.Jury’s out on ‘Justice: A New Musical’

It was quite an eventful evening at the Marin Theater Company opening of Justice: A New Musical. The show, with book by Lauren Gunderson, music by Bree Loudermilk and lyrics by Kait Kerrigan, premiered last year at the Arizona Theatre Company, but has undergone significant revisions since then. On top of some typical opening night “bumps in the road,” they also had to contend with two weather-induced power outages.

During an impromptu Q&A held as the crew worked to restore power, Gunderson shared that she had initially been contacted to write a one-woman show about Supreme Court Justice Sandra Day O’Connor. She found more inspiration, however, in the differences and similarities between O’Connor and Ruth Bader Ginsberg. This brought about a play that follows the careers of the first three women appointed to the United States Supreme Court: O’Connor (Karen Murphy), Ginsberg (Lynda DiVito) and Sonia Sotomayor (Stephanie Prentice).

Despite the setbacks and delays, Murphy, DiVito and Prentice all delivered strong performances. Prentice’s Sotomayor is charismatic, with a strong sense of determination that makes it easy to root for her. Murphy’s O’Connor is a convincing and nuanced portrait of a woman who has worked hard for power but is questioning her decisions. DiVito’s Ginsberg comes off as less of a real person than “The Notorious RBG.” She even sings a mischievous torch song about her alter ego.

The set design by Carlos Aceves makes clever use of a single set piece as multiple locations. Unfortunately, it was too far downstage for the size of the space. Had it been further upstage, it would not have overwhelmed the actors as it did. Similarly, the costumes by Maggie Morgan worked well but for the odd fit of judicial robes on all three women.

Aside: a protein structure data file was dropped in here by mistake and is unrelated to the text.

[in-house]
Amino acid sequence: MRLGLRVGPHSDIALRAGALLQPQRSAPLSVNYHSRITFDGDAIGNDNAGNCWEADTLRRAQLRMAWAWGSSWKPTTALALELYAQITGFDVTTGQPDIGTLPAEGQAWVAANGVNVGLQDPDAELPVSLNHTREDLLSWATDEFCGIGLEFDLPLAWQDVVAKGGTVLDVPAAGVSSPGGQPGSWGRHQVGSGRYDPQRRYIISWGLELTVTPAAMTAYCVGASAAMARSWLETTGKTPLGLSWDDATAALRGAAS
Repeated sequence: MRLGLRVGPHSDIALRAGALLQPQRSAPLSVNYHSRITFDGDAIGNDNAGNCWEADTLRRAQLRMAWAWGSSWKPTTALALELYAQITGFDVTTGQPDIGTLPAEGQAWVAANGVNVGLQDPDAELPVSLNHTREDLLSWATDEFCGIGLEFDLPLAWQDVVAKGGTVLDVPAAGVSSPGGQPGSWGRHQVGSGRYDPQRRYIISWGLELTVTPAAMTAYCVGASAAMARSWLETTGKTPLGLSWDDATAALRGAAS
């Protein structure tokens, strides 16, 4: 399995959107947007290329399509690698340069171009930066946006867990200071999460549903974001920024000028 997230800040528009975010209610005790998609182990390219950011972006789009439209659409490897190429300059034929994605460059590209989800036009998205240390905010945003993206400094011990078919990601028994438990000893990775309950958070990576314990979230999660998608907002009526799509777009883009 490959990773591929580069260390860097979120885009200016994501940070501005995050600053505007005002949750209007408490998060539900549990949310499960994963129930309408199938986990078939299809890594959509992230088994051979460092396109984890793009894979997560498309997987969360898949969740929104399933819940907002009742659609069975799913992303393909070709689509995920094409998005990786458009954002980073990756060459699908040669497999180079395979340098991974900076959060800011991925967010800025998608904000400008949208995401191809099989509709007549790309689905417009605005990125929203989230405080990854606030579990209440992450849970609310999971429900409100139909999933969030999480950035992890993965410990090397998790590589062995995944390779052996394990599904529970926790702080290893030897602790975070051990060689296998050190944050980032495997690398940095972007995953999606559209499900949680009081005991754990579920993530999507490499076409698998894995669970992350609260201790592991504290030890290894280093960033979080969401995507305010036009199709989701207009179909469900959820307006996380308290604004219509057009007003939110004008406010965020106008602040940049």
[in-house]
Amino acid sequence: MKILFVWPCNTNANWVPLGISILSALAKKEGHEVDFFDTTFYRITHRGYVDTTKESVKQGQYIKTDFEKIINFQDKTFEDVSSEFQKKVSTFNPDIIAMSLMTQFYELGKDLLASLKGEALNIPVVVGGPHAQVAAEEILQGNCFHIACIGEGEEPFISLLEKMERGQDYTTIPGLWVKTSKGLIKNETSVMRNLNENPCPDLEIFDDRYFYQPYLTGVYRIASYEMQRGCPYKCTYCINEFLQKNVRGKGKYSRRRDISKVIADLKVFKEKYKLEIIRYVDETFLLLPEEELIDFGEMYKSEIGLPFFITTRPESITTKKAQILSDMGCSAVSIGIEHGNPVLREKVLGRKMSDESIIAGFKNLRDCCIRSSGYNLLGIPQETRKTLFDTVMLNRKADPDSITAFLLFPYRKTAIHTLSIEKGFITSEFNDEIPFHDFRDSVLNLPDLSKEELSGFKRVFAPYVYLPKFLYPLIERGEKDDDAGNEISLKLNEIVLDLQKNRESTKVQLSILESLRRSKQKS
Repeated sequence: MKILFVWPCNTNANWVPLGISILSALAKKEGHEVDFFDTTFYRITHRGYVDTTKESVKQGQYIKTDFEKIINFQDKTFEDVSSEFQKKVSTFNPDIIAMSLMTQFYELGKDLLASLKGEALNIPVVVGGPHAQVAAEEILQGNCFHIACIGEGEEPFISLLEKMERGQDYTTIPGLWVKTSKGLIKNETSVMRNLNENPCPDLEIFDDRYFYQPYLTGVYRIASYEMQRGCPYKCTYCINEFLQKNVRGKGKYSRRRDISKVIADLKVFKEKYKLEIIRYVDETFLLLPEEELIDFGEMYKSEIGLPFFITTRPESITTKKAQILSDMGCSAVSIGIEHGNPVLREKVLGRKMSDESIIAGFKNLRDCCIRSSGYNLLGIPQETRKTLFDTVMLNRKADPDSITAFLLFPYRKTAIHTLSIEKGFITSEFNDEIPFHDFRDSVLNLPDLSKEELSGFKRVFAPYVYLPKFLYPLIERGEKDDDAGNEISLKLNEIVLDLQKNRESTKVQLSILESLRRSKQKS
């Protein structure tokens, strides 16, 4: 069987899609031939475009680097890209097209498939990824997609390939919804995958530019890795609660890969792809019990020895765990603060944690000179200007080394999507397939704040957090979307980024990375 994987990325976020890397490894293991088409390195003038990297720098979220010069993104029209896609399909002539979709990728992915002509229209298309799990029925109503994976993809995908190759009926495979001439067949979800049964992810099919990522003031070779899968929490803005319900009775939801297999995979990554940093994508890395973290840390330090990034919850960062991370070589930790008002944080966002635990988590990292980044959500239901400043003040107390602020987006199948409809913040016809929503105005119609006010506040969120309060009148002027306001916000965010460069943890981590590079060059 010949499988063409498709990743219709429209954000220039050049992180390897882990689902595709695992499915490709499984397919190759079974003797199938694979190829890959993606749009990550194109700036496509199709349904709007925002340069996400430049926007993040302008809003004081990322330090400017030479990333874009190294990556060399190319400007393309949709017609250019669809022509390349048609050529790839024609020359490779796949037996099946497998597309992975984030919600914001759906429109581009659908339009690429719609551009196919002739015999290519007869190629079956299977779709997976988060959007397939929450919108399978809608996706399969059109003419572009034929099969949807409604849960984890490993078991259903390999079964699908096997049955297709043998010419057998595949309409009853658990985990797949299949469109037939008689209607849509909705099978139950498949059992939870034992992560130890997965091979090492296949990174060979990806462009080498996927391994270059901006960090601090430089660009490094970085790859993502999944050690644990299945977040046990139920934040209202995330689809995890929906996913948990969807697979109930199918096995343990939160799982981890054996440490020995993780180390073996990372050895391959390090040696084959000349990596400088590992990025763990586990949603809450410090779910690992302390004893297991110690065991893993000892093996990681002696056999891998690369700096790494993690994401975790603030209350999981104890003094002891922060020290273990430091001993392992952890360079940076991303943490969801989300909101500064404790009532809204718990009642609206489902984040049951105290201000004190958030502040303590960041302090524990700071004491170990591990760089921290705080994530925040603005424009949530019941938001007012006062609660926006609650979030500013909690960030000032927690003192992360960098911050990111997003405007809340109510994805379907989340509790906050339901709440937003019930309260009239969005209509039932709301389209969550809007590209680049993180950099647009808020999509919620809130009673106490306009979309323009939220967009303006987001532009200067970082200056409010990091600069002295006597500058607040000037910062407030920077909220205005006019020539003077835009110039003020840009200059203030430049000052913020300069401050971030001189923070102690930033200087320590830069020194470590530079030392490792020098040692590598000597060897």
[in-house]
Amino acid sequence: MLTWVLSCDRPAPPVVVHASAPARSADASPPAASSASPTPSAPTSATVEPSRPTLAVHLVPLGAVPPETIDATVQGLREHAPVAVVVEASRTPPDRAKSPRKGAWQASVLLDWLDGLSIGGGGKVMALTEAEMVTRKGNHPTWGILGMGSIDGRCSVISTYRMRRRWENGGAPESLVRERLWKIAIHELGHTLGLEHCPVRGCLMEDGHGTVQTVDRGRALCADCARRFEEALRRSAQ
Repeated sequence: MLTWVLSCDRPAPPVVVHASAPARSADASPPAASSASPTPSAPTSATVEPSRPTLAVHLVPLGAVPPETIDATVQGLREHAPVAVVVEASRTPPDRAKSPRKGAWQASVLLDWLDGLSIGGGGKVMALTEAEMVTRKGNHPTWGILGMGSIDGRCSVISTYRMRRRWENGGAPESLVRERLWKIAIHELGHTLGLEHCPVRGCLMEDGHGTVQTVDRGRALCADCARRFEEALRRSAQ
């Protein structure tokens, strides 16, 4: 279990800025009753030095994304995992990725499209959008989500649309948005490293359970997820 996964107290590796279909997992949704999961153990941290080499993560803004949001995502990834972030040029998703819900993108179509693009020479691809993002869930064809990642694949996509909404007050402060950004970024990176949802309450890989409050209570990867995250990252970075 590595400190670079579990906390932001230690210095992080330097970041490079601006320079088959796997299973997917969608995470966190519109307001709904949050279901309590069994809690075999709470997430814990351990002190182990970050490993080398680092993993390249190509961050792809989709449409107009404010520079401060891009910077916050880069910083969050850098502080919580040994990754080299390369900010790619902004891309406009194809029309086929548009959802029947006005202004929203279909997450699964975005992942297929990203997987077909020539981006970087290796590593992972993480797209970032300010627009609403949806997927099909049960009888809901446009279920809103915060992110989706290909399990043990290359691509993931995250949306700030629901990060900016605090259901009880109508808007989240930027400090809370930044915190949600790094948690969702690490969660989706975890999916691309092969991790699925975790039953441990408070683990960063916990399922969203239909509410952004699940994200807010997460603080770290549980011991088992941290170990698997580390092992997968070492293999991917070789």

The script, like the set and costumes, almost gets it right. It takes too much time educating and not enough time exploring the ramifications their decisions had on these women’s lives. Also, for a play ostensibly about equality, partisanship and how women function in politics, Gunderson does not even name-check controversial Justice Amy Coney Barrett.

Like most of Gunderson’s plays, the show is written to simply entertain. The music is fun, the story is interesting, and the acting is strong. Just don’t go in expecting a realistic look at American politics. As the composer and lyricist shared, this is basically just Wicked in Washington.

‘Justice: A New Musical’ runs Tues–Sun through March 12 at Marin Theatre Company, 397 Miller Ave., Mill Valley. Tues–Sat, 7:30pm; Sat & Sun, 2pm. $25.50-$60.50. Masking required. 415.388.5208. marintheatre.org.


  1. “Wicked” is a good analogy: Entertaining but nothing you walk out of the theater humming. Was Elena Kagan “name-checked?” If she was, I missed it. KBJ was blown a kiss. I am guessing there will be further adjustments to the libretto, an opportunity for personnel oversights to be remedied. But will there be any song that will be an earworm?

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